Note: Notes from Rounder Records release "Calypso After Midnight" read: "This is a typical layaway or road march, a calypso to be sung and improvised upon while dancing in the streets during Carnival. Its chorus is taken from a Lord Invader composition of the same title that was recorded in 1939 (Decca 17426), when the Trinidad festival was threatened by the prospects of war with Germany. The Duke of Iron committed his version to wax in 1945 (Stinson 105 – 3)."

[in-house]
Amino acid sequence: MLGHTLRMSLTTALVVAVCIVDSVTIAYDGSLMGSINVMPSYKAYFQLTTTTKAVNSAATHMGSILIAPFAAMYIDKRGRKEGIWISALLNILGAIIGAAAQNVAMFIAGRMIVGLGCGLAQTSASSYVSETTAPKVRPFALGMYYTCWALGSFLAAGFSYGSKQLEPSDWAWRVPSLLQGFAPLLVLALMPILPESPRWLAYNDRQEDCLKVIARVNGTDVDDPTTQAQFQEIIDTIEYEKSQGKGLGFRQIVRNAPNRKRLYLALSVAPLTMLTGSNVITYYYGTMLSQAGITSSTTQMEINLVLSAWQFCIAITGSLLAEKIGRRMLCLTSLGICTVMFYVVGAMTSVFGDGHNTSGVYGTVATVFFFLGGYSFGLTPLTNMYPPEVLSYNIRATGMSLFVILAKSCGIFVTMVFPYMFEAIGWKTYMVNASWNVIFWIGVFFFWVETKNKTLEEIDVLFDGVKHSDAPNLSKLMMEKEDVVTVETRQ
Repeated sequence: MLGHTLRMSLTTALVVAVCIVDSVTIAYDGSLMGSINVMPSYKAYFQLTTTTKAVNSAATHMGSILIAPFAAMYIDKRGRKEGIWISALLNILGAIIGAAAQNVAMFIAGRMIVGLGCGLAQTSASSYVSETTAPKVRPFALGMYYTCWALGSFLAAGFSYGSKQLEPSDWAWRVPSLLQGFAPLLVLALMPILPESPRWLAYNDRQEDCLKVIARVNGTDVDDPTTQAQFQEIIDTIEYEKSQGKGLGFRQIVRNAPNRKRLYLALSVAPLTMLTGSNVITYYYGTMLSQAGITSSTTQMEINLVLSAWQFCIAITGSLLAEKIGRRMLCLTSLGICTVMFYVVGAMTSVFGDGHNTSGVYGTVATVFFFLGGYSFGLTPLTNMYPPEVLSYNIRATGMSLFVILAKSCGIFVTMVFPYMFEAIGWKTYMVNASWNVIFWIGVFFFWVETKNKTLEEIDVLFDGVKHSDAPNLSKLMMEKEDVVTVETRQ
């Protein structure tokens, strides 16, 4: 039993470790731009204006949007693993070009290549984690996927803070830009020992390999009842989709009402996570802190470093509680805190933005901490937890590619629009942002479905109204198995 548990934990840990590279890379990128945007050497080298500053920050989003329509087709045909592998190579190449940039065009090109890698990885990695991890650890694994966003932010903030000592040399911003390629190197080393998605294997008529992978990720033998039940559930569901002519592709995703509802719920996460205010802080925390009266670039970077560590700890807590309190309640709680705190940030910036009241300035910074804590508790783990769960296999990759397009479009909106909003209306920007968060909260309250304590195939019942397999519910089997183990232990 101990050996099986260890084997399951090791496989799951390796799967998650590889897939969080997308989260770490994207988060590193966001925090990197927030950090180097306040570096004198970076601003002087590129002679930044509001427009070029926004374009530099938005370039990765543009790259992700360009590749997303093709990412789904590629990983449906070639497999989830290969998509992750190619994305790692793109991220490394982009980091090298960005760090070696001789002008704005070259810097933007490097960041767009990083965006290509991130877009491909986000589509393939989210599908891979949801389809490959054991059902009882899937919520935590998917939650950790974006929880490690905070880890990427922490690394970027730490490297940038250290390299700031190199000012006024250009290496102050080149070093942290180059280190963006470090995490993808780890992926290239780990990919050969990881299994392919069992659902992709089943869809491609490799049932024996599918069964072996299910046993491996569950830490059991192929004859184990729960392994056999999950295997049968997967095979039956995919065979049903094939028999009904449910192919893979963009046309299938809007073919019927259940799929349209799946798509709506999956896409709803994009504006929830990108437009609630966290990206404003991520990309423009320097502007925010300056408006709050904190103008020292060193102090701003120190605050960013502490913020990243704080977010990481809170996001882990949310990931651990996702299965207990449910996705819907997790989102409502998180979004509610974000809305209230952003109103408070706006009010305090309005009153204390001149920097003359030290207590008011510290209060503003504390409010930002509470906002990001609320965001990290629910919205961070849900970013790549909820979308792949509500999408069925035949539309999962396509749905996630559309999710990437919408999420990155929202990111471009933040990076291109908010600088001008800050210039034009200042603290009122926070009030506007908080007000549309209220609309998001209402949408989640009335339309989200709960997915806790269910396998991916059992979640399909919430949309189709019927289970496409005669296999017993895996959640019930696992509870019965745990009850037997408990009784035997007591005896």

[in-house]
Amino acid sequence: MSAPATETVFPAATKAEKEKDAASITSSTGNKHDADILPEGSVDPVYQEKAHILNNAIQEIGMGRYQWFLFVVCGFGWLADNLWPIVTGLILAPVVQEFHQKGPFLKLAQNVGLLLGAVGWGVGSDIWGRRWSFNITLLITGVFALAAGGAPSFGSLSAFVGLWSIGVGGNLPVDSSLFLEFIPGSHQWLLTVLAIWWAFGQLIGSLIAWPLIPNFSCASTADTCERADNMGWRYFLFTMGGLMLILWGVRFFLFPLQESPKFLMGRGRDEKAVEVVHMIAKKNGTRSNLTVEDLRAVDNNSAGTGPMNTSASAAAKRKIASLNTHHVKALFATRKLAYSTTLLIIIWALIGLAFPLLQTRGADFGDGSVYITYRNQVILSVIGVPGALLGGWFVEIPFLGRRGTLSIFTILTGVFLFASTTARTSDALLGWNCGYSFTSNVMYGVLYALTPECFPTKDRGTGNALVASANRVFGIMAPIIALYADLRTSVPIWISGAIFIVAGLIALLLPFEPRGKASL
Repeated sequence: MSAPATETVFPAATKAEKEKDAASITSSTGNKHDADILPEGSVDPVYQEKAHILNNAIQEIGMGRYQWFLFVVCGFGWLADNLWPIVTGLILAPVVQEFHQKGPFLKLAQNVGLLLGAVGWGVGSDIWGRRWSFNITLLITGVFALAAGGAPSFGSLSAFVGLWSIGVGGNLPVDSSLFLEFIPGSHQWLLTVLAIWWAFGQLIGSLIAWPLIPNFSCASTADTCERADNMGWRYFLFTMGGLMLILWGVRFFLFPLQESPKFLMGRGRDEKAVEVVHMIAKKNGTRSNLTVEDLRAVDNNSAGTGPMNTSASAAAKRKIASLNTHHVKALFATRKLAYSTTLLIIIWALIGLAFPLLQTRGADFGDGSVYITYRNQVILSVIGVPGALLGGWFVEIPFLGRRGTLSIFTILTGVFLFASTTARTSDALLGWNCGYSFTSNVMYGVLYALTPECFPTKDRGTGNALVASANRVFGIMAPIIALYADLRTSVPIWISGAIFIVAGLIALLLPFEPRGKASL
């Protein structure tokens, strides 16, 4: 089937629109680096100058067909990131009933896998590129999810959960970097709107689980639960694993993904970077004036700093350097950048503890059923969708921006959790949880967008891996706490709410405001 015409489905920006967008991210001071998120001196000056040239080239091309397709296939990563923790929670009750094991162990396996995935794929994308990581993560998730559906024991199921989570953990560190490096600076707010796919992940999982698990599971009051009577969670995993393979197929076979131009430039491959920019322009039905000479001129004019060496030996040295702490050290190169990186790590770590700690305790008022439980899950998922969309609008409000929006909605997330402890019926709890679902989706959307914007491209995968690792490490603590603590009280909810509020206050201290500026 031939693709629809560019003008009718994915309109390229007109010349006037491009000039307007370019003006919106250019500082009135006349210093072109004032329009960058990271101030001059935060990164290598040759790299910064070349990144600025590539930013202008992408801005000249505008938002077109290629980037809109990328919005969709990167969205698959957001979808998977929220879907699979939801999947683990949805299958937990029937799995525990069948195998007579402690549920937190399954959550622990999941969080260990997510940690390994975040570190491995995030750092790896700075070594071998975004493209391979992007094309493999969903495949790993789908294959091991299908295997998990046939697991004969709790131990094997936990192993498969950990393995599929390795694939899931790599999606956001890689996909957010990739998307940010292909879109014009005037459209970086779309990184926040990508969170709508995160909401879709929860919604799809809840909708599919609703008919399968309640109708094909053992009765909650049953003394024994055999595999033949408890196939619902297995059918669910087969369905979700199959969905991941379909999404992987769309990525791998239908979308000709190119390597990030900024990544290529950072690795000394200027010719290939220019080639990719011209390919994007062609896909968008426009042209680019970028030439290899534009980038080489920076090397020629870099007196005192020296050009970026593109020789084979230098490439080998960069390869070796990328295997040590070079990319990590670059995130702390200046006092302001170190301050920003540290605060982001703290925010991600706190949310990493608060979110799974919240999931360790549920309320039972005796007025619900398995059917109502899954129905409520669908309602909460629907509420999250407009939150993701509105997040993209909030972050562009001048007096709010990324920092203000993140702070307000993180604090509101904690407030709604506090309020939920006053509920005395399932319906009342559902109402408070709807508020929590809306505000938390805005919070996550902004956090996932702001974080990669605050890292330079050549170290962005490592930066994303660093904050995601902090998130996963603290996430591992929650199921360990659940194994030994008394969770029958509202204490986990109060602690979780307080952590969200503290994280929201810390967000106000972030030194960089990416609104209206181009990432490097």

About the session: A live recording of "Calypso At Midnight," a concert held at Town Hall, New York City, on December 21, 1946. Learning that Town Hall could be rented cheaply after regular theater hours, Alan Lomax produced a late-night concert series called The Midnight Special, which was thematically organized as "Blues At Midnight," "Ballads At Midnight," etc., and sponsored by the People's Songs Collective. The calypso concert recordings, made at Lomax's request and later found by chance in a closet by Bess Lomax Hawes, may be the only extant documents of this series. "This concert is a fascinating document of an American presentation of Trinidadian calypso at a time when interest in the genre was spreading from New York City into the mainstream of popular music in the United States" (Donald R. Hill and John H. Cowley, Calypso At Midnight [Rounder CD 1860])
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